(January 2013) Admittedly we are a year behind schedule. But the object of our report was 15 months behind its scheduled completion: since January 2012 Mexico can boast completion of its monument commemorating the 2nd centenary of Mexico City’s Battle of Chapultepec and Mexico’s independence from Spain. A jubilee celebration of the Bicentario de la Independencia was held in September 2010.
„Estela de Luz“ (Pillar of Light) is the name of the narrow steeple towering 104 m into the sky. Its base is 9 m wide and the foundation is anchored 13 m deep.
The inner tower is comprised of a steel construction with two translucent stone sides. The wider sides are clad with stone. Architect César Pérez Becerril meant the construction to symbolize independence and progress. The stone is translucent allowing thousands of LED light sources behind the plates to set the construction a-glow.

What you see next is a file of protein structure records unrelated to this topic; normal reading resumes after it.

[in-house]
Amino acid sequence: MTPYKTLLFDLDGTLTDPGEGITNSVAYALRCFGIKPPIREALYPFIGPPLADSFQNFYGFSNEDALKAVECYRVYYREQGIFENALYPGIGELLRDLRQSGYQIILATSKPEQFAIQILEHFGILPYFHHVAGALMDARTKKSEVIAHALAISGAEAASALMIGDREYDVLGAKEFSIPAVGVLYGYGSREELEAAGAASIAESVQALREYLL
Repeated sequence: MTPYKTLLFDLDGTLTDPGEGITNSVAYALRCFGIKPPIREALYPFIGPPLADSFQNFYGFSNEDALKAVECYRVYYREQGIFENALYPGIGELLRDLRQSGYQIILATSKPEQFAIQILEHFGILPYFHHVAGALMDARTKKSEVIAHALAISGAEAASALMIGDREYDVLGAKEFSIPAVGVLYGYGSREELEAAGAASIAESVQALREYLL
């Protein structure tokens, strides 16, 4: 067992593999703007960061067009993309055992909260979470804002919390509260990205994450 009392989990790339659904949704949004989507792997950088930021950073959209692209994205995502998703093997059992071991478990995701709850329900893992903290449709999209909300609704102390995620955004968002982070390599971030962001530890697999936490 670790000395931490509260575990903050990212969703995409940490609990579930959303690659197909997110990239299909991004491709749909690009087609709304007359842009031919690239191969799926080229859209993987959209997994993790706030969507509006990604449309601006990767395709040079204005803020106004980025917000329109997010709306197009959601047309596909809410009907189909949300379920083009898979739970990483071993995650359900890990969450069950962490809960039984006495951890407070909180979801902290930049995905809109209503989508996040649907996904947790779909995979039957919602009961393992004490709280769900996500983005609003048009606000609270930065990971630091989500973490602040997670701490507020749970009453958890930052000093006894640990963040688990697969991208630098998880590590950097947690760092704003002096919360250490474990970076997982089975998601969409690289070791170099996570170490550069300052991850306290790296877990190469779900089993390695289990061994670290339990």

The stone is Cristal Quartz quartzite supplied by Pettrus Mineração Company of Brazil. The steel inner-construction as well as the lighting are of European origin – cause of considerable contention in view of tripling of costs and planning errors.
1740 slabs measuring 150 x 80 cm each, were assembled to 36 modules mounted to overlap.
The stone slabs are 1 cm thick and affixed on glass porter of the same thickness.
The crystal quartz in 3 types stems from the Brazilian Bahia province and is one of the famous „(Super)Exóticos“. These stone types are hard as granite but bear color and a structure similar to that of onyx or marble.
Albeit, the „Exóticos“ require resin stabilization and can only be cut by means of modern rope saws.
Brazil is currently the only supplier of these types of stone globally. But there are stocks of the stone across the Atlantic in Africa as well – as result of the ancient supercontinent’s division millions of years ago.
The foot of the tower houses the Center for Digital Culture (Centro de Cultura Digital).
Video of the inauguration ceremony
Photos: Pettrus Mineração